Prime Minister does not accept Okinawa Governor’s request for withdrawal of Osprey aircraft

Prime Minister does not accept Okinawa Governor’s request for withdrawal of Osprey aircraft

In the morning of September 10, at the Prime Minister's official residence, Okinawa Governor Hirokazu Nakaima (second from left) and Ginowan Mayor Atsushi Sakima asked Prime Minister Yoshihiko Noda (third from left) and Chief Cabinet Secretary Osamu Fujimura (extreme right) to reconsider the deployment of the Osprey.

October 10, 2012 Ryukyu Shimpo

On October 9, Okinawa Governor Hirokazu Nakaima and Ginowan Mayor Atsushi Sakima met with Prime Minister Yoshihiko Noda and Chief Cabinet Secretary Osamu Fujimura at the Prime Minister’s Office. During their meeting, the governor and mayor handed over a written statement to the ministers requesting that the central government review the deployment of the MV-22 Osprey to Okinawa.

Noda indicated that the government does not intend to withdraw the MV-22s, but said that they will push for the transfer of some of the Osprey training to locations outside of Okinawa, and requested the understanding of the people of Okinawa. This was the first time that the prime minister has met with the
Okinawa governor to discuss the deployment of the Osprey.

In addition, the governor asked the prime minister to ensure that the safety measures set up in the agreement decided upon by the governments of Japan and the United States are strictly adhered to, including the Osprey being limited to flying in the helicopter-mode only above the bases. Nakaima also requested the redistribution of the aircraft outside of Okinawa to bases across the country and demanded the relocation and early return of U.S. Marine Corps Air Station Futenma.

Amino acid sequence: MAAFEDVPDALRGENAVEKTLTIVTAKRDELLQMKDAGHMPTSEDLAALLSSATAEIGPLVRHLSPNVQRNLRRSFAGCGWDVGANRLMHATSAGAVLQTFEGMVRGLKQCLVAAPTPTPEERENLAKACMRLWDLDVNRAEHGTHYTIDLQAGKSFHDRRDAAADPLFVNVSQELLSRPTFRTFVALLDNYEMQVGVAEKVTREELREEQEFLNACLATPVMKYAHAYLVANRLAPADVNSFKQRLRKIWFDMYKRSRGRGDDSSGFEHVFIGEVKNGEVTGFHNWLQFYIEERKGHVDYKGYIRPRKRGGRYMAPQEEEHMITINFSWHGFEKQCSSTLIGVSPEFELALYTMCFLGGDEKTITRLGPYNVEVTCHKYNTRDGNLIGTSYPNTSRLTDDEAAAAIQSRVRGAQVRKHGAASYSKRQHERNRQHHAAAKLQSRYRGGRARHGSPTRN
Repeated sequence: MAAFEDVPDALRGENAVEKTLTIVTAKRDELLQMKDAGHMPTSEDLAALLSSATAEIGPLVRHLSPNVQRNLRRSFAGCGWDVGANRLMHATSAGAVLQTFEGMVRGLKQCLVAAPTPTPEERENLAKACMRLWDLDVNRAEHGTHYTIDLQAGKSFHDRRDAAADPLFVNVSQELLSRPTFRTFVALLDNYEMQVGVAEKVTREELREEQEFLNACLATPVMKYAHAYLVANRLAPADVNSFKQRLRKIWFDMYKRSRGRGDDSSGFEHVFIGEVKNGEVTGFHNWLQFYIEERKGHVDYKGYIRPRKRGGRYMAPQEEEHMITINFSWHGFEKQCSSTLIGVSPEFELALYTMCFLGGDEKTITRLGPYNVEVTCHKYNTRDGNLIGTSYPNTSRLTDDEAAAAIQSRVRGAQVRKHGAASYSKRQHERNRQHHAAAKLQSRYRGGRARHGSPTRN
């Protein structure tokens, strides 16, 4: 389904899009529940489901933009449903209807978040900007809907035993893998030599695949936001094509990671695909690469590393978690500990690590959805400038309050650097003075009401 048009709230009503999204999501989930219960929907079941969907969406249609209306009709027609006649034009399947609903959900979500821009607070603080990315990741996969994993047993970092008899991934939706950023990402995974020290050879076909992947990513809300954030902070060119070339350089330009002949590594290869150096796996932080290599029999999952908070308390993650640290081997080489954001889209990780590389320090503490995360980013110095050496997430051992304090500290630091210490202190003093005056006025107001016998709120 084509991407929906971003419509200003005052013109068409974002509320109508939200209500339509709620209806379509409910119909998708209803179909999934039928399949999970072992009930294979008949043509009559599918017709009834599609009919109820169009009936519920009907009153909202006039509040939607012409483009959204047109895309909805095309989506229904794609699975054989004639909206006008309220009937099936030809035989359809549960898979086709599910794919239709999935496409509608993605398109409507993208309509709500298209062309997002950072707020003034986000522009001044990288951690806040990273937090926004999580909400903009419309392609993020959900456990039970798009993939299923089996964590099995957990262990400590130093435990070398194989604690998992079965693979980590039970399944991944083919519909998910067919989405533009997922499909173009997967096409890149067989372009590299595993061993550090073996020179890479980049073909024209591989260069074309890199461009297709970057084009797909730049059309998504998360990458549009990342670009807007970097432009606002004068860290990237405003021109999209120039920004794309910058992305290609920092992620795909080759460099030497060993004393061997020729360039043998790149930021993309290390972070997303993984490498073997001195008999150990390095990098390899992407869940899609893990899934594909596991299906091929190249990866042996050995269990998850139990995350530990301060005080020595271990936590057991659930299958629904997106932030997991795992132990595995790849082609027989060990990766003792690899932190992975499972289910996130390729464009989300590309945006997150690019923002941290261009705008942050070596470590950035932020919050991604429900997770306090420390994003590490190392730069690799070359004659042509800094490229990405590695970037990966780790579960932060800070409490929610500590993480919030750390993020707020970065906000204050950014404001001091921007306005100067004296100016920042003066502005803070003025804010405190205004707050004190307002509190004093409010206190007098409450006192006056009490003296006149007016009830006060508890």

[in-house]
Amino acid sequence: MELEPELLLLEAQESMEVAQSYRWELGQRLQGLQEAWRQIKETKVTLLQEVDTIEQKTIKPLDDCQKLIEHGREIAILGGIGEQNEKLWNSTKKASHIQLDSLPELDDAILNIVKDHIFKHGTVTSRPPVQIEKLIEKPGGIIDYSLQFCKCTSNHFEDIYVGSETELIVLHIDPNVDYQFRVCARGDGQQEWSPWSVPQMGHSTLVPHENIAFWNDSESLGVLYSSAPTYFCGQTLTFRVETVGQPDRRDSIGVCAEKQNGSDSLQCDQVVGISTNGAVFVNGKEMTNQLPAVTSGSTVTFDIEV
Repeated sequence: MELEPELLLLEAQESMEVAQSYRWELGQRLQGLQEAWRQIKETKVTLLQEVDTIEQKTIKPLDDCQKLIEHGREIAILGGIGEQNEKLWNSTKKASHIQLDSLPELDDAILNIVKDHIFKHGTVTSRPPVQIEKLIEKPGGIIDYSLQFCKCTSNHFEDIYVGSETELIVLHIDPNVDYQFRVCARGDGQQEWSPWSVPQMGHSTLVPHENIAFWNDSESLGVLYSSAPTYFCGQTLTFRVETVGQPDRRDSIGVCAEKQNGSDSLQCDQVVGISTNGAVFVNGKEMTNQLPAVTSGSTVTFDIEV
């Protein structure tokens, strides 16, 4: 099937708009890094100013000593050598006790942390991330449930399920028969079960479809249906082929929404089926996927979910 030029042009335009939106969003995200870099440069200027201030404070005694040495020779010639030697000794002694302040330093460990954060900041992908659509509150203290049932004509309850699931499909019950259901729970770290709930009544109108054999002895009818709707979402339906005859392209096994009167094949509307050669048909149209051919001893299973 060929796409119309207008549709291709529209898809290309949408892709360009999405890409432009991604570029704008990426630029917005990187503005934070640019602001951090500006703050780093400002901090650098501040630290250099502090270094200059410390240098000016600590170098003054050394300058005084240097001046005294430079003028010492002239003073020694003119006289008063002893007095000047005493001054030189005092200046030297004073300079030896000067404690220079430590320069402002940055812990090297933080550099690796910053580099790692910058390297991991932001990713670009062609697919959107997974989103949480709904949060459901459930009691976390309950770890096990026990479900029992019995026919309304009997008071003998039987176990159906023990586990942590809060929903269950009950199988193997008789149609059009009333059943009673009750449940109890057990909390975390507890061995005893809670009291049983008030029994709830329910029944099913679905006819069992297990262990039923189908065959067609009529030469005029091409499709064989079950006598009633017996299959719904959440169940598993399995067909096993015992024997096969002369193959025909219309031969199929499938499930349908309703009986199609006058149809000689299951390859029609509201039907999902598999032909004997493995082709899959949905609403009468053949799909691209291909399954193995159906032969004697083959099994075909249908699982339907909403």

After meeting with Prime Minister Noda, the governor and mayor met with Chief Cabinet Secretary Osamu Fujimura, Defense Minister Satoshi Morimoto, Foreign Minister Koichiro Genba and Okinawa and Northern Territories Affairs Minister Shinji Tarutoko. In their meeting with Tarutoko at the Cabinet Office, Governor Nakaima asked him to secure the development budget for Okinawa at the end of the year.

In the meeting with the Okinawan governor Prime Minister Noda said, “The government takes the request of the Okinawan people and the citizens of Ginowan seriously.” He also said, “I will request that the U.S. government adheres to the safety measures that have been decided upon and I will follow up on this. In addition, I will strengthen efforts to reduce the burden on the Okinawan people and carry out measures to promote the development of Okinawa, including the early relocation of the facilities at Futenma and the return of land currently used by the bases. I would like to ask that the Okinawan people show understanding towards government policies.”

Nakaima said, “The Okinawan people’s opposition to the deployment of the Osprey has increased to a level greater than before the aircraft was deployed.” He requested that the Prime Minister continue to remind U.S. forces to comply with the bilateral agreement. When he read the statement, Sakima called for the swift withdrawal of the Osprey as well as for the urgent closure of Futenma Air Station and the return of the land that it occupies.

After the meeting, the governor told reporters, “I strongly urged the government to review the deployment of the Osprey. I want them to consider deploying the Osprey in locations throughout the country.” In the meeting with the ministers, the governor said, “The national budget will be set in difficult times. However, I asked them to commit to securing budget for the development of Okinawa next year.”

The mayor told reporters, “It was a valuable opportunity to state our views to Prime Minister Noda. However, he did not say that the government would reconsider the deployment of the Osprey.”

(English translation by T&CT, Mark Ealey)

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